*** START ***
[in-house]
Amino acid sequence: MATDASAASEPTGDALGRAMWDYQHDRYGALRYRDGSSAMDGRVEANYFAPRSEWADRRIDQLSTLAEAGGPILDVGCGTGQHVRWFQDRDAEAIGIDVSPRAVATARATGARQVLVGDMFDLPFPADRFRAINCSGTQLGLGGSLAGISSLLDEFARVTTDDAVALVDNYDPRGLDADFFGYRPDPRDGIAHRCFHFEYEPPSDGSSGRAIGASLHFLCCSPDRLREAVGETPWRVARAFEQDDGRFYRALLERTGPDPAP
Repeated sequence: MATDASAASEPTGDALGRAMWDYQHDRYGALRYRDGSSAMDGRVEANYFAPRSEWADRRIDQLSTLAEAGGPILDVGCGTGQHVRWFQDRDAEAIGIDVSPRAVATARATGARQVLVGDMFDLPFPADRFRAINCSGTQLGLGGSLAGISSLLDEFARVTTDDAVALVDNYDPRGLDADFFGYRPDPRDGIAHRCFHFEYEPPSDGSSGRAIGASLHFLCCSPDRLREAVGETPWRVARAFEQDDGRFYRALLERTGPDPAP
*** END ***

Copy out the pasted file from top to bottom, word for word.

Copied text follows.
[in-house]
Amino acid sequence: MATDASAASEPTGDALGRAMWDYQHDRYGALRYRDGSSAMDGRVEANYFAPRSEWADRRIDQLSTLAEAGGPILDVGCGTGQHVRWFQDRDAEAIGIDVSPRAVATARATGARQVLVGDMFDLPFPADRFRAINCSGTQLGLGGSLAGISSLLDEFARVTTDDAVALVDNYDPRGLDADFFGYRPDPRDGIAHRCFHFEYEPPSDGSSGRAIGASLHFLCCSPDRLREAVGETPWRVARAFEQDDGRFYRALLERTGPDPAP
Repeated sequence: MATDASAASEPTGDALGRAMWDYQHDRYGALRYRDGSSAMDGRVEANYFAPRSEWADRRIDQLSTLAEAGGPILDVGCGTGQHVRWFQDRDAEAIGIDVSPRAVATARATGARQVLVGDMFDLPFPADRFRAINCSGTQLGLGGSLAGISSLLDEFARVTTDDAVALVDNYDPRGLDADFFGYRPDPRDGIAHRCFHFEYEPPSDGSSGRAIGASLHFLCCSPDRLREAVGETPWRVARAFEQDDGRFYRALLERTGPDPAP